A look at the labor numbers indicates that Mare isn’t the only one who has had trouble getting hired, despite the droves of people leaving their jobs. The January 2022 Employment Situation report from the Bureau of Labor Statistics indicates the number of long-term unemployed—those unemployed for 27 weeks or more—was 1.7 million in January. That’s 4 million less than a year ago, but up 570,000 from February 2020. These individuals accounted for more than a quarter of all unemployed people in January.
In a labor market that has companies scrambling to find workers, why are there still qualified candidates who want jobs but can’t even get a call back from prospective employers? The reasons may be varied, says recruitment strategist Diane Ruff. “Right now, candidates have the upper hand, but you want to be sure you’re connecting with the ones that are interested in working for your company,” she says.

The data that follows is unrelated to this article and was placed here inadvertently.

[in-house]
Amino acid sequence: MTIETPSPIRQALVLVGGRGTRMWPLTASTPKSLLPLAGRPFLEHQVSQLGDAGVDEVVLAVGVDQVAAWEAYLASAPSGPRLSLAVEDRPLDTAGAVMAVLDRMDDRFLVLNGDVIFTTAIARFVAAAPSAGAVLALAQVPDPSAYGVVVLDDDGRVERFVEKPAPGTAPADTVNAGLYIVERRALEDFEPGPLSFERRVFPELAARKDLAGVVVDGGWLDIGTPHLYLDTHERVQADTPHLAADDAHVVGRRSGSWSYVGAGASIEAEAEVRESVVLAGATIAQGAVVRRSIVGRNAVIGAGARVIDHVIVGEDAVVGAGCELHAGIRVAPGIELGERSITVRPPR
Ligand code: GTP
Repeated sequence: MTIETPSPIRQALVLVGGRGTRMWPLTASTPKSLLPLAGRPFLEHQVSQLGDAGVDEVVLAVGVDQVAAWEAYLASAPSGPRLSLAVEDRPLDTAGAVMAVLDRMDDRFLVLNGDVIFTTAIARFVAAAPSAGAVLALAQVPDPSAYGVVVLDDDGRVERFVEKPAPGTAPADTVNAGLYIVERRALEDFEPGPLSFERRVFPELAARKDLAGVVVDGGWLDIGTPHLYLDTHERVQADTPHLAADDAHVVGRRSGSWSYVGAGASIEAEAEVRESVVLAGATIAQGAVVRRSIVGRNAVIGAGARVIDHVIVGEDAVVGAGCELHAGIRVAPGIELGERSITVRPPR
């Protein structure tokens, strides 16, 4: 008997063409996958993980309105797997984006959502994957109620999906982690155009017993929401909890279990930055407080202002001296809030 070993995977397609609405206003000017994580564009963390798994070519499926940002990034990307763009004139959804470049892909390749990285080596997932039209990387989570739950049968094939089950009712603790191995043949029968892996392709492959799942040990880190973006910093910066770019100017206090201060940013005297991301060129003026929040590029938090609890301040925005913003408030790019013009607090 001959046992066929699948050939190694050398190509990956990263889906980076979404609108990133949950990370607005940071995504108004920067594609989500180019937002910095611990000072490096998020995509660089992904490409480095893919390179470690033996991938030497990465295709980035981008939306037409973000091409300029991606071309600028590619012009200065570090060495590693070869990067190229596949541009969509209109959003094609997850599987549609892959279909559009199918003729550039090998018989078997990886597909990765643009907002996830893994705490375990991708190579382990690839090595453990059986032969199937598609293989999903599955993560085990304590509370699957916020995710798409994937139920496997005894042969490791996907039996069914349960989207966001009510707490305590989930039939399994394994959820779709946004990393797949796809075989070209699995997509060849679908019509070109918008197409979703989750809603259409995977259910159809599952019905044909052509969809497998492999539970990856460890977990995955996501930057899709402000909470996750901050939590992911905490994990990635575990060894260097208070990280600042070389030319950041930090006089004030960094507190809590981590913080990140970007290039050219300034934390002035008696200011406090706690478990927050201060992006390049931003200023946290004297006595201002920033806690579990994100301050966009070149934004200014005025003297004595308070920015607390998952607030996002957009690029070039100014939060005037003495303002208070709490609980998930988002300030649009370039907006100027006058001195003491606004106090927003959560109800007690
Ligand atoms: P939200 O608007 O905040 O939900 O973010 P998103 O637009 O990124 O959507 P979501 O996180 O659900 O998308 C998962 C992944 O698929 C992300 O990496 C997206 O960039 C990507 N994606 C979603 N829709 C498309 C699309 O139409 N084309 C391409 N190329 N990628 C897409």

Here are some ways companies can ensure they’re not overlooking interested talent:
Streamline HR functions
“One major factor that’s leading to companies not being as responsive to candidates, and delaying hiring processes—despite the high demand for talent—is that there is also a shortage of recruiting and sourcing talent,” says Samantha Lawrence, senior vice president of people strategy at Hired, a hiring marketplace focusing on tech and sales talent. If your recruitment team is short-staffed, you might be missing opportunities because it takes too long to move the process along.